On a recent bequest supporter trip to Boolcoomatta, Reserve Manager and tour guide extraordinaire, Glen Norris was leading a convoy of four cars when he stopped and radioed this eerie observation back to those following: "We are being watched".

Read More

BLOG 09/07/2015

Nantawarrina 'warndu mai'

The Adnyamathanha people are the Traditional Owners of the lands extending from the far north Flinders Ranges in South Australia to Boolcoomatta Station Reserve near Broken Hill. In 1998 the Nantawarrina Indigenous Protected Area (IPA), which covers 58,000 hectares of their land, was the first indigenous protected area to be declared in the country.

Read More

BUSHTRACKS 20/03/2015

New feral monitoring data

A new long-term monitoring program using remote infra-red cameras on both Boolcoomatta and our Bon Bon Reserve will help protect vulnerable natives such as the plains wanderer from feral foxes and cats.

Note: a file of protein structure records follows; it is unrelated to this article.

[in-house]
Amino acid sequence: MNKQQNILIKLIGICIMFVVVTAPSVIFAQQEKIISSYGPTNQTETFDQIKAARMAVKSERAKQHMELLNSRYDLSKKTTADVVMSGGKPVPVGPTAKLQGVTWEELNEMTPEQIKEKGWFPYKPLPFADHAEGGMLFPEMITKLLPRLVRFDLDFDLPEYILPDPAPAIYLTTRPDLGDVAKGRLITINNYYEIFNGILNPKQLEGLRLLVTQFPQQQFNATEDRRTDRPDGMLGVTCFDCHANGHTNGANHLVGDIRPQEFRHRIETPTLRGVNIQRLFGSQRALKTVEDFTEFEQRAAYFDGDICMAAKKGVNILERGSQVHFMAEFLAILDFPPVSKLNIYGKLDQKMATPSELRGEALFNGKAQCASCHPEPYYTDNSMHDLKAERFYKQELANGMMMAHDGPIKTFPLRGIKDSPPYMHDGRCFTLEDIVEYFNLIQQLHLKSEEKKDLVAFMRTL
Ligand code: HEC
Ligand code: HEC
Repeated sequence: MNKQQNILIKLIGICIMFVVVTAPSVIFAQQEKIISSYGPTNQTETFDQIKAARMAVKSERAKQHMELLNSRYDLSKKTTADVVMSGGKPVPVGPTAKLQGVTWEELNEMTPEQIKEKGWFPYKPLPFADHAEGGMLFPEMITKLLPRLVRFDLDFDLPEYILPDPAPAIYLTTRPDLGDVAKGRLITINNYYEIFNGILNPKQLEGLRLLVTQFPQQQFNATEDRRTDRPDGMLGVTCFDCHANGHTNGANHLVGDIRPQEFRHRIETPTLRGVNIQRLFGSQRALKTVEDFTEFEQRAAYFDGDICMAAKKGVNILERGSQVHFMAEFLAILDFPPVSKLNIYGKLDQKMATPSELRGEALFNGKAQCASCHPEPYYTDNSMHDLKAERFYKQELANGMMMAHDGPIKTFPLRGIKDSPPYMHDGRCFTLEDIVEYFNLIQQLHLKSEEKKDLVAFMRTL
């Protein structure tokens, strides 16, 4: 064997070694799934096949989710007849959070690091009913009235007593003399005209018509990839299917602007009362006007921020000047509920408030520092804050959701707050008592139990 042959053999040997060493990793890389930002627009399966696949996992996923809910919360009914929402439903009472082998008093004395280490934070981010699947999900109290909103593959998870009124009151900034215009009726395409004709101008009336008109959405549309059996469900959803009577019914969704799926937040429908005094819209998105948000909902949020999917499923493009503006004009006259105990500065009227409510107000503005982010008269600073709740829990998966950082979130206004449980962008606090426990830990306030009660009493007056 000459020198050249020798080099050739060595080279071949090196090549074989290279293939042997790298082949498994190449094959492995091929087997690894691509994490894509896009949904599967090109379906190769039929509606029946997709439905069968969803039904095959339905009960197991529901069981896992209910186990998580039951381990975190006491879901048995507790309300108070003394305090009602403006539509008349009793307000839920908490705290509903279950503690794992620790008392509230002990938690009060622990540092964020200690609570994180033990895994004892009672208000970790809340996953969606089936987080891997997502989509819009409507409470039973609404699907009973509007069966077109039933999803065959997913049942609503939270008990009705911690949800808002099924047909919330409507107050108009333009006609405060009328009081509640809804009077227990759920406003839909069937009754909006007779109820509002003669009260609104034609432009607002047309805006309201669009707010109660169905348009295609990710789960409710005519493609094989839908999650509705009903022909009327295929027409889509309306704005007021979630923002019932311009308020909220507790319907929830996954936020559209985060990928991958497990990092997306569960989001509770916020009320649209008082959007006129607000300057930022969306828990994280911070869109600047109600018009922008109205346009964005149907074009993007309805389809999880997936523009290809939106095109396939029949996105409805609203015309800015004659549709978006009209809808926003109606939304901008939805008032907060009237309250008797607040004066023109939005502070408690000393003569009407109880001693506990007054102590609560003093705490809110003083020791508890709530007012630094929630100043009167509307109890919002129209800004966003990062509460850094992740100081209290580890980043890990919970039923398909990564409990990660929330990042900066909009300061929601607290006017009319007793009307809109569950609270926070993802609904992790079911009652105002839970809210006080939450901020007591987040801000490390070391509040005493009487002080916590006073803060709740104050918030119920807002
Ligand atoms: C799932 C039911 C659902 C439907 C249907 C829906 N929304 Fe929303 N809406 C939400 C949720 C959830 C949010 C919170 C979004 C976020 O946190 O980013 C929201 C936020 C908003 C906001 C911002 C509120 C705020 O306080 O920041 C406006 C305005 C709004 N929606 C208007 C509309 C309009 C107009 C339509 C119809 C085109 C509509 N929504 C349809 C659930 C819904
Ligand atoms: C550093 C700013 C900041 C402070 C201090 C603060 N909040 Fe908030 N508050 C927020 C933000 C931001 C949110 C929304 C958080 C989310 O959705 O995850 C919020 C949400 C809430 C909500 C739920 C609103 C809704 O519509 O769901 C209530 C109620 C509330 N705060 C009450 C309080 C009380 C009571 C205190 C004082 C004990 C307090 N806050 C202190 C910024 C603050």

Read More

BLOG 16/02/2015

Using your grey matter on Boolcoomatta

Drive one hour west of Broken Hill. Drive past the backdrop of Mad Max II, past feral goats and frantic emus. Drive down a dirt track, cross three cattle grids and you'll reach Bush Heritage's Boolcoomatta Station Reserve.

Read More

Plains-wanderer sighting at Boolcoomatta

They're small, well-camouflaged and there's estimated to be less than 1000 remaining in the wild. So imagine our surprise when last week our Arid Rangelands ecologist Graeme Finlayson spotted not one, not two, but THREE critically endangered Plains-wanderer birds while driving around our Boolcoomatta Reserve!

Read More
Loading...
{{itemsInCart}} Items - {{formatCurrency(grandTotal)}}